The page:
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12 Nov, 2015 01:35

Too diverse? Google’s Veterans Day doodle triggers debate

Too diverse? Google’s Veterans Day doodle triggers debate

Internet users were either elated or troubled by Google’s Veterans Day “doodle” – and for the same reason. People of color outnumbered whites in the image, but critics said the celebration of diversity was misplaced.

On holidays, anniversaries, or special occasions, Google likes to spruce up its home page with images it calls “doodles.” They are supposed to be little niceties for an otherwise predictable website, but inevitably someone is offended and the doodles become something bigger than their original purpose.

This Veterans Day, the Google doodle was too diverse for some.

A blogger at Unz.com wrote:

“Is the man in the second row waving to say, ‘Hey, there are white guys in the military, too’? Or is he saying, ‘I’m actually Filipino; it’s the pale faceless folks in the third row who are the white men who do most of the fighting and dying’?”

Others saw it as not diverse enough:

Others let the diversity issue slide, wondering what was up with the man in the middle.

Those outraged by too much diversity in the Veterans Day doodle point to the fact that most veterans are white. True enough, a 2013 study by the National Center for Veterans Analysis and Statistics (NCVAS) found that 66.3 percent of veterans since 9/11 were white. In 2011, NCVAS predicted minority veterans would surpass one-third of the total veteran population by 2040, though the prediction also said veterans as a whole would become a smaller group.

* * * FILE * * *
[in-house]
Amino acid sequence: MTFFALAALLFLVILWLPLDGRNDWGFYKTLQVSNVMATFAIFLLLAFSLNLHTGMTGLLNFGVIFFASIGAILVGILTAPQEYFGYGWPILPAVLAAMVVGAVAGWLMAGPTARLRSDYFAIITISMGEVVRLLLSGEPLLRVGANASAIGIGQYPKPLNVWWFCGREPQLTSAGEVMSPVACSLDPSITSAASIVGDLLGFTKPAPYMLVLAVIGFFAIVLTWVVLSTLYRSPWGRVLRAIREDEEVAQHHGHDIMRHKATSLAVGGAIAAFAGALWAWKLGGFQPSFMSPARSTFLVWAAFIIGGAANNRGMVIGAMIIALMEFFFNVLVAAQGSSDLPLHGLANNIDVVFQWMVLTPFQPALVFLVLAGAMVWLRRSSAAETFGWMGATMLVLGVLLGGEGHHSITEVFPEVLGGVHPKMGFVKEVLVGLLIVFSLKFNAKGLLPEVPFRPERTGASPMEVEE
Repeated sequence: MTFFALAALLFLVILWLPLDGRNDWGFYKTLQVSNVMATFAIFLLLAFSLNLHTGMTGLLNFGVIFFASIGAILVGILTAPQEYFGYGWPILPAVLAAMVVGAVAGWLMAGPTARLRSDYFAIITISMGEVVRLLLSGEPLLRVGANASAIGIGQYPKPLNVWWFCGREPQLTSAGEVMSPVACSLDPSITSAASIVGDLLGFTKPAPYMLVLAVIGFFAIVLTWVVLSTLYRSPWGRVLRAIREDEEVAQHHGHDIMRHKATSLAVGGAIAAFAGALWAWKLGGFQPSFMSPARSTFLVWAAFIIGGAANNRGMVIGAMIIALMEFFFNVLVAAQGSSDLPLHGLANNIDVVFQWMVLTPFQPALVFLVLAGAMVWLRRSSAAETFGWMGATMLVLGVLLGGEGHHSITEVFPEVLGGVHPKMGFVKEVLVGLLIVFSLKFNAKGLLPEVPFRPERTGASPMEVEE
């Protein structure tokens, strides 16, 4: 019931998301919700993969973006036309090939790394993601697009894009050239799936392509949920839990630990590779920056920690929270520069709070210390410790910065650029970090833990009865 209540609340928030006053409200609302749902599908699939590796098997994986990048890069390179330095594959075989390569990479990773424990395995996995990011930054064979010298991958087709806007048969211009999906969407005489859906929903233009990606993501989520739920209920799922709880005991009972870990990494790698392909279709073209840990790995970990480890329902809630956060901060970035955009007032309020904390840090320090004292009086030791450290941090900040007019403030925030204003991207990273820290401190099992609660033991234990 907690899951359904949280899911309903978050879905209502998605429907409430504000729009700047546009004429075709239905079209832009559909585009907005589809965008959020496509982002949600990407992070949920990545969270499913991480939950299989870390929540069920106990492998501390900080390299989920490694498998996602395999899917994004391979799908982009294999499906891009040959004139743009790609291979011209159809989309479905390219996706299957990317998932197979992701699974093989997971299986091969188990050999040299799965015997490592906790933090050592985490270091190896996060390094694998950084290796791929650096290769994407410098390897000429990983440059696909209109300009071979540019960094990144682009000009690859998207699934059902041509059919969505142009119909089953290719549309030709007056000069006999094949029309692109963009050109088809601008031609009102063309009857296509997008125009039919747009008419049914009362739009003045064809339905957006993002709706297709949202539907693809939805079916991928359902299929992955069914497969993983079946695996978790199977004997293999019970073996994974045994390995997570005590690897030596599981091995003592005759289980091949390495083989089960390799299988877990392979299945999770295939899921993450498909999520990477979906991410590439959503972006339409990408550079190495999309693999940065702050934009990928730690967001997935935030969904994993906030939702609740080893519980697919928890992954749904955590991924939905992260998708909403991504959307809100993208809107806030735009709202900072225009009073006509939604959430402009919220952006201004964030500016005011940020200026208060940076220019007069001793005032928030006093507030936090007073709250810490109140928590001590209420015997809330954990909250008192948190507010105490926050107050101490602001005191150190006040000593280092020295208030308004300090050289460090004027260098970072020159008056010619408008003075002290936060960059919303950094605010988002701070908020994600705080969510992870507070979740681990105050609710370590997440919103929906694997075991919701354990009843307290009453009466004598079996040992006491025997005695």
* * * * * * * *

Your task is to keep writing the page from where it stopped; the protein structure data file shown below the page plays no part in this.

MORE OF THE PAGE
Last year, the criticism directed at Google was quite the opposite. A report by the gender justice activist group SPARK Movement accused Google that its doodles weren’t diverse enough. From 2010 to 2013, the report found, doodles with people showed women only 17 percent of the time. Women of color were represented even less, coming in at just 4 percent of all doodles.

Doodles on Google have marked every Veterans Day since 2007. The first two years featured military headwear sitting atop the logo’s letters. In 2009, a standing veteran was shown from the torso down, trading salutes with a little girl. 2010 and 2011 featured no images of people, with Google opting for an American flag blowing in the wind and basking in the sun, and then a tree with a yellow ribbon tied around it.

No veterans appeared in 2012, either, just a boy playing trumpet beneath an American flag on a daisy-covered hill. Elderly veterans on a parade float starred in the 2013 doodle, and 2014 featured more youthful veterans: a woman out front, flanked by three men and another woman. For those keeping score, two of the three men were dark-skinned and standing behind the white one.